Last week the jailed rogue trader, Kweki Adoboli, claimed that banks had not learned from the financial crisis because bosses stay out of jail while junior employees take the blame. This has led many to ask ‘what has changed’ in banking culture?

The FCA famously changed its mind on finding out when it canned its own report into banking culture. If we want a clue, however, we should note that in spring this year, the British public was informed that RBS had appointed London PR agency Blue Rubicon to lead a turnaround in its “reputation”.

The article stated “The Bank’s reputation took a nosedive during the 2007 – 2008 recession when it had to be bailed out with £45bn of taxpayer funds, and further scandals such as foreign exchange dealing have led to large fines.

RBS Group’s Chief Marketing Officer, David Wheldon, has now confirmed that it has appointed Blue Rubicon to help it become “the most trusted bank by 2020”.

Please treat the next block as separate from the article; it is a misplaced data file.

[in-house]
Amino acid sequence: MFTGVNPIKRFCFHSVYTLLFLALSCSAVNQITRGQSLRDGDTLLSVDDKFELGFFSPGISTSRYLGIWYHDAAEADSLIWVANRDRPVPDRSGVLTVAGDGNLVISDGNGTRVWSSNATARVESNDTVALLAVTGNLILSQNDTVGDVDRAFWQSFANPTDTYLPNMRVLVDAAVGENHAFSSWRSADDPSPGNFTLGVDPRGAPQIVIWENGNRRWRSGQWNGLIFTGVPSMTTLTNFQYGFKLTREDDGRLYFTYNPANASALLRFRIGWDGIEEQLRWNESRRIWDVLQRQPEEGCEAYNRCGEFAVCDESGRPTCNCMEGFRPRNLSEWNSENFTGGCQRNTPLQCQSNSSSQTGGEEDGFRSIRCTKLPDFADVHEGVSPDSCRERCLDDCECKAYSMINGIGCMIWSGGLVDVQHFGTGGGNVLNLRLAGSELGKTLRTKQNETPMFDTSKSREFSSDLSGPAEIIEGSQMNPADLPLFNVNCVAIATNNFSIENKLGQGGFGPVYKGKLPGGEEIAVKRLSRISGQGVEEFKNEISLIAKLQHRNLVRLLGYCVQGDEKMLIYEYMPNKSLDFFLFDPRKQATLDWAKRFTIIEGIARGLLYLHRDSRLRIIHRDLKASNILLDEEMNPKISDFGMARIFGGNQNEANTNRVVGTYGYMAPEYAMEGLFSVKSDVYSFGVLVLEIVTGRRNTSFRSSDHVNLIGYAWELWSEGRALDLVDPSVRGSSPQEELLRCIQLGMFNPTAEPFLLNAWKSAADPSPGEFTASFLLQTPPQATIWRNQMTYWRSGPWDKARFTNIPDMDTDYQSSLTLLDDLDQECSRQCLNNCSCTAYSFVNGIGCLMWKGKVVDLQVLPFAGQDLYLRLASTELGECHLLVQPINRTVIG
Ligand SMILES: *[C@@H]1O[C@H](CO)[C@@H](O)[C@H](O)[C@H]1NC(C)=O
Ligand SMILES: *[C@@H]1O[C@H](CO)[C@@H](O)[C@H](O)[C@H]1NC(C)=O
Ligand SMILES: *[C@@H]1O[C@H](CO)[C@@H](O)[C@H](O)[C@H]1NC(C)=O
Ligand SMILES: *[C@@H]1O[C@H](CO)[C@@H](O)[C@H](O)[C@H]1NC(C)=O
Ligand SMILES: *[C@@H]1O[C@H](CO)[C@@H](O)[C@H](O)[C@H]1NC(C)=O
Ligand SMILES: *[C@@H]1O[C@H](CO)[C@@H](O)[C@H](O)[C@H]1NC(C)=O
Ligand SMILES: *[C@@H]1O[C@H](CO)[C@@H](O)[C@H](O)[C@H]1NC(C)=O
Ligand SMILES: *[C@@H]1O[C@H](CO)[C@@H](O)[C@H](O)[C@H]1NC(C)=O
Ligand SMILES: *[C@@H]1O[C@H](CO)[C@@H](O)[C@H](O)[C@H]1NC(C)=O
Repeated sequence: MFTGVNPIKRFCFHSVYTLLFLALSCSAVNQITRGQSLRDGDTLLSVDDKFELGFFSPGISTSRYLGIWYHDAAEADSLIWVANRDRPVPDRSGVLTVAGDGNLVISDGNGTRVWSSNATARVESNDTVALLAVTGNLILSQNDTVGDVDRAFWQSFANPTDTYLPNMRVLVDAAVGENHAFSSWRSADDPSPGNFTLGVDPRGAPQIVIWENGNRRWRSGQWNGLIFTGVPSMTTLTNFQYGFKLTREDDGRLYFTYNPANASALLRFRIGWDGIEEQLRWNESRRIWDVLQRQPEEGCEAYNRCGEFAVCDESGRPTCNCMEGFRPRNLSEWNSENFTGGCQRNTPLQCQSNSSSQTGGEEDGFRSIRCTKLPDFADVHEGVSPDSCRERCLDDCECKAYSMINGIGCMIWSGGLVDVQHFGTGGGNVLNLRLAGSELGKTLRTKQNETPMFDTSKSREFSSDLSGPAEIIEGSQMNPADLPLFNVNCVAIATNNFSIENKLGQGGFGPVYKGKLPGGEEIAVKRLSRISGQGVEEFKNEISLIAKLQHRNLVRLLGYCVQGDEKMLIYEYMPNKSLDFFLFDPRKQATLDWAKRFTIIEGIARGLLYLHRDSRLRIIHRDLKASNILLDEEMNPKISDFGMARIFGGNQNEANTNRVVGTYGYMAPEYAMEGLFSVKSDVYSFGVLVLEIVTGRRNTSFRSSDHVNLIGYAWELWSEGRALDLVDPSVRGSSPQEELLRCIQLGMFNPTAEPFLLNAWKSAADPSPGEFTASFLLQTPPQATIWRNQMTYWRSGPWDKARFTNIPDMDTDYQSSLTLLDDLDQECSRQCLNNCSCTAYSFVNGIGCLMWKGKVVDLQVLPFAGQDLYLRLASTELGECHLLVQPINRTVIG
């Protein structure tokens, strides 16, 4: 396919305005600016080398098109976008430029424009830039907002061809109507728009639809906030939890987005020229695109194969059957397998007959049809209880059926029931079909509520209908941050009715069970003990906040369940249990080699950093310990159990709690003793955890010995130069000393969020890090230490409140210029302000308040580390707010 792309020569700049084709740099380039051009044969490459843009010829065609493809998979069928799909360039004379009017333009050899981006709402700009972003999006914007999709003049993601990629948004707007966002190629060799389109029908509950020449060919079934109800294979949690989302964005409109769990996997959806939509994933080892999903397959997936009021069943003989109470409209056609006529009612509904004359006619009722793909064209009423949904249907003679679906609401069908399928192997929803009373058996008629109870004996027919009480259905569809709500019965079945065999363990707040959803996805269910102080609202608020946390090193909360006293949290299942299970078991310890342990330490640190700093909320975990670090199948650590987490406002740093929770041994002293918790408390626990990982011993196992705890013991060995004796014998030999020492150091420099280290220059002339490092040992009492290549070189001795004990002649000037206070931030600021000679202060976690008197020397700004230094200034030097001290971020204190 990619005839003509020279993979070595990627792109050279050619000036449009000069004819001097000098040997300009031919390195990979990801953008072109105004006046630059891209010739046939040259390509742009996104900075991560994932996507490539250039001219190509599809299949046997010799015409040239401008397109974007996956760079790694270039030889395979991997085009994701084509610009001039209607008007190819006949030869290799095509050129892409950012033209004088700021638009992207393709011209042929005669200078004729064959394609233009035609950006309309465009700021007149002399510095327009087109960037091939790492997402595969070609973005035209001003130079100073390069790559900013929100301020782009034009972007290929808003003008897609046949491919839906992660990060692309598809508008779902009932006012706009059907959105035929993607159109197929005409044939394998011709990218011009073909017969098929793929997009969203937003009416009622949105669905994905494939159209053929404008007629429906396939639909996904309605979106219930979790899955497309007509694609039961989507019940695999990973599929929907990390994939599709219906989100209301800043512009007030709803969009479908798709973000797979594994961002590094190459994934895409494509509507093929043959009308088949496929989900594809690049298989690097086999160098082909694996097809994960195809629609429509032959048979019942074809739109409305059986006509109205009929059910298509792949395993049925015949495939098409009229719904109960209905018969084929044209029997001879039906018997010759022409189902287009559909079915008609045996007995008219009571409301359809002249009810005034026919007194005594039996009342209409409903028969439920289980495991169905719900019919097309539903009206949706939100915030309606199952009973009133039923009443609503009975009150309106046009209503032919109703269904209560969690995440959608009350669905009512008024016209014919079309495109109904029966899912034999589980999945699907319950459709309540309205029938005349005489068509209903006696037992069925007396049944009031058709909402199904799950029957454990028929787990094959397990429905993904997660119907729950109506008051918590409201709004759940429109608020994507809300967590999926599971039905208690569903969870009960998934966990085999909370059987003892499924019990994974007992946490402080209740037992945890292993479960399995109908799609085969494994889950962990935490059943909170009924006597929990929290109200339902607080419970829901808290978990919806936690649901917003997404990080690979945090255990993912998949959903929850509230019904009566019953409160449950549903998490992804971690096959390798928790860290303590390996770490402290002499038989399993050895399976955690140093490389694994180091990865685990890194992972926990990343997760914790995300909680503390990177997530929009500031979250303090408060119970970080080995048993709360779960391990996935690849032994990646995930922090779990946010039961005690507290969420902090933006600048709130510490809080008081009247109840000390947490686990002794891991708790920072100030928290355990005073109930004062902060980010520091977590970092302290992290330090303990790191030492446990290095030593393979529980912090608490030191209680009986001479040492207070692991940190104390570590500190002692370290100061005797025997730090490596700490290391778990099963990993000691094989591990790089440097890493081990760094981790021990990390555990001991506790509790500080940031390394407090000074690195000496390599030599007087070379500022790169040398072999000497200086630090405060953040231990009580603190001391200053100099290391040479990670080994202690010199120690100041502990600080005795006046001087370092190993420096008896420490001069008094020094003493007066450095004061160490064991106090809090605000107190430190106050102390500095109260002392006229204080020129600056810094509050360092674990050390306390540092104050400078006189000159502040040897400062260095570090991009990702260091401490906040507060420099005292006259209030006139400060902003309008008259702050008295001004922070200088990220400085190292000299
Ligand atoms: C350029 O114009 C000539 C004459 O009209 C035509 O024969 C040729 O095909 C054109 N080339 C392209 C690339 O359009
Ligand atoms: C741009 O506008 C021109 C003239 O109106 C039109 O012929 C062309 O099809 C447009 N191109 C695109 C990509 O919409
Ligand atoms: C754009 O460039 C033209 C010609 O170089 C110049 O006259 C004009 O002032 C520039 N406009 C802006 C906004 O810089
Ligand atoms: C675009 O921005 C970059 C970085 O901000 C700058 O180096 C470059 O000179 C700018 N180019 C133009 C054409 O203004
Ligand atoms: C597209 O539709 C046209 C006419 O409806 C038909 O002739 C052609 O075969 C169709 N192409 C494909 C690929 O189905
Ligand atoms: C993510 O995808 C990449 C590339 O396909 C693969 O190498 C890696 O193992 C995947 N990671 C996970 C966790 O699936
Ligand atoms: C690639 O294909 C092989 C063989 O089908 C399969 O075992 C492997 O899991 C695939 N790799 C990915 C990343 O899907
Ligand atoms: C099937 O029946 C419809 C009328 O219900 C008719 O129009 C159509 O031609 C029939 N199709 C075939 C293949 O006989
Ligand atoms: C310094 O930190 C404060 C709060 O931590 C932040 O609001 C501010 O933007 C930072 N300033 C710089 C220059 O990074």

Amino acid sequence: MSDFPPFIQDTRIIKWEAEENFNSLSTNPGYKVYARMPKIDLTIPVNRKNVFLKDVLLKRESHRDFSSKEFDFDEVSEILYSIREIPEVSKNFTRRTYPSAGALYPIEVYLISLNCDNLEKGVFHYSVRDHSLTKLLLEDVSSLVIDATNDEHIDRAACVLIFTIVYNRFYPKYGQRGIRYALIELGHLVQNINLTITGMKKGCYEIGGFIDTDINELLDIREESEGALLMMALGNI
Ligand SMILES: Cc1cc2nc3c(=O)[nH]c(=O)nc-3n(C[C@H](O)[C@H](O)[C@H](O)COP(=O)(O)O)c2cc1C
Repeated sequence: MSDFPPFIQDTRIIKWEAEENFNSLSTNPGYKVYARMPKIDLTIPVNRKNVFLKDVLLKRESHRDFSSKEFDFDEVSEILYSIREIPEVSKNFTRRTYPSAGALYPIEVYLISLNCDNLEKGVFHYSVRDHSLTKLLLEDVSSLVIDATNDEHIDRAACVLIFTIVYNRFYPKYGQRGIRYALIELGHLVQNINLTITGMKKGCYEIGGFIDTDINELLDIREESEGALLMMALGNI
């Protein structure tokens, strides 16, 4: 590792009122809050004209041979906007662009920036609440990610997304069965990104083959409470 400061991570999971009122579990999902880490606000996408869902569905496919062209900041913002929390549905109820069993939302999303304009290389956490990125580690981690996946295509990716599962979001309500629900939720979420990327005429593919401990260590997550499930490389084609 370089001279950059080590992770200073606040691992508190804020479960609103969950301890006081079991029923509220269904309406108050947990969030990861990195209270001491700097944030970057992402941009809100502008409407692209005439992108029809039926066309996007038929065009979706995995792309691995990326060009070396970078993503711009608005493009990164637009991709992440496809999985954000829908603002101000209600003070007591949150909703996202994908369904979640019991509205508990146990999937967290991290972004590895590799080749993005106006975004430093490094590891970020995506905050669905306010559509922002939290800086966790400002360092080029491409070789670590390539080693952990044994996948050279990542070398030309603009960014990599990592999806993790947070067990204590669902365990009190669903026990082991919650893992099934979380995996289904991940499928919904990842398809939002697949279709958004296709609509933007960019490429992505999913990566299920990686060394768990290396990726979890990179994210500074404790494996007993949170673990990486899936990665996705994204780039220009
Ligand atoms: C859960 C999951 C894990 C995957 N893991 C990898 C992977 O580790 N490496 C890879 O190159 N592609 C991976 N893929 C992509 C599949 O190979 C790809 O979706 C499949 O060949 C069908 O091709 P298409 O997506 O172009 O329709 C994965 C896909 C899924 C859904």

RBS appear to think that if you repeat the word “trust “ enough times or engage a spin doctor that will do the trick.

Banks need to do more than utter platitudes. They need to demonstrate a real change of attitude and culture, that they are reformed characters, fit to be at large in their position of economic power and to have the trust of the British people.

They must start with a sea change in the way the deal with fraud and have senior bosses take responsibility. Until then Mr Adoboli won’t be the last to feel nothing has changed.